Grapevine Article 12

Magazine and Newspaper Articles

Adequate Hospitalization: One Great Need

Adequate Hospitalization: One Great Need
by Bill W.

Copyright © The A.A. Grapevine, Inc., May 1947

Many sanitariums and private hospitals are necessarily too high priced for the average alcoholic, Public hospitals being too few, asylums and religious institutions too seldom available, the average group has been hard put to find spots where prospective members can be hospitalized a few days at modest expense.

This urgency has tempted some A.A. groups to set up drying out places of their own, hiring A.A. managers, nurses, and securing the services of a visiting physician. Where this has been done under the direct auspices of an A.A. group it has almost always backfired. It has put the group into business, a kind of business about which few A.A.'s know anything at all. Too many clashing personalities, too many cooks spoiling the broth, usually bring about the abandonment of such attempts. We have been obliged to see that an A.A. group is primarily a spiritual entity; that, as a group the less business it has to transact, the better. While on this theme it ought to be noted that practically all group schemes to finance or guarantee hospital bills for fellow members have failed also. Not only do many such loans go unpaid, there is always the controversial question in the group as to which prospects deserve them in the first place.

In still other instances A.A. groups, driven by their acute need for medical aid, have started public money-raising campaigns to set up A.A. hospitals in their communities. These efforts almost invariably come to naught. Not only do these groups intend to go into the hospital business, they intend to finance their ventures by soliciting the public in the name of Alcoholics Anonymous. Instantly all sorts of doubts are generated; the projects bog down. Conservative A.A.'s realize that business ventures or solicitations carrying the A.A. endorsement are truly dangerous to us all. Were this practice to become general the lid would be off. Promoters, A.A. and otherwise, would have a field day.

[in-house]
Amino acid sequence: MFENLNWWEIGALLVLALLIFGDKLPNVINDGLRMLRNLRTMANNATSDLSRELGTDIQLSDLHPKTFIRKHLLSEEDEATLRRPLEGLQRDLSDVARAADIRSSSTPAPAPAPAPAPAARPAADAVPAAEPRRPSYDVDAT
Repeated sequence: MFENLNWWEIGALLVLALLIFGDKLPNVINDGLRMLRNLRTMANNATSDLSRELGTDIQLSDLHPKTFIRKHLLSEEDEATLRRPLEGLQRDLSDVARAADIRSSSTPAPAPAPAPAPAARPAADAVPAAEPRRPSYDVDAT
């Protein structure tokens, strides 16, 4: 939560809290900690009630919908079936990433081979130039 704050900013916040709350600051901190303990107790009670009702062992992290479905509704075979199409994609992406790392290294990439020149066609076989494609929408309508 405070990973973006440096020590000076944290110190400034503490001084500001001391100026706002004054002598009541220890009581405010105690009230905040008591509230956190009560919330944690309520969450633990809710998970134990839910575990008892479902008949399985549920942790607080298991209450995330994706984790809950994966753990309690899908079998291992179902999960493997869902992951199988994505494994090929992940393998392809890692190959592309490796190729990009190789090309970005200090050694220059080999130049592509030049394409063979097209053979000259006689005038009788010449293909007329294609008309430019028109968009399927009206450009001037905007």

This search for reasonably priced and understanding medical treatment has brought into being still another class of facilities. These are rest farms and drying out places operated by individual A.A.'s under suitable medical supervision. These setups have proved far more satisfactory than group-directed projects. As might be expected their success is in exact proportion to the managerial ability and good faith of the A.A. in charge. If he is able and conscientious, a very good result is possible; if neither, the place folds up. Not being a group project and not bearing the A.A. name, these ventures can be taken or left alone. The operation of such establishments is always beset with peculiar difficulties. his difficult for the A.A. manager to charge high enough rates to make the venture include a fair living for himself. If he does, people are apt to say that he is professionalizing, or "making money out of A.A." Nonsense though this may often be, it is a severe handicap nevertheless.

Yet, in spite of the headaches encountered, a good number of these farms and sobering-up spots are in active operation and can seemingly continue just as long as they are tactfully managed, do not carry the A.A. name, and do not publicly solicit funds as A.A. enterprises. When a place has an A.A. in charge we sometimes do take thoughtless advantage of the fact. We dump alcoholics into it just to get them off our hands; we promise to pay bills and do not. Any A.A. who can successfully manage one of these "drunk emporiums" ought to be congratulated. It is a hard and often thankless job though it may bring him deep spiritual satisfaction. Perhaps this is the reason so many A.A.'s wish to try it!

Copyright © The A.A. Grapevine, Inc., May 1947


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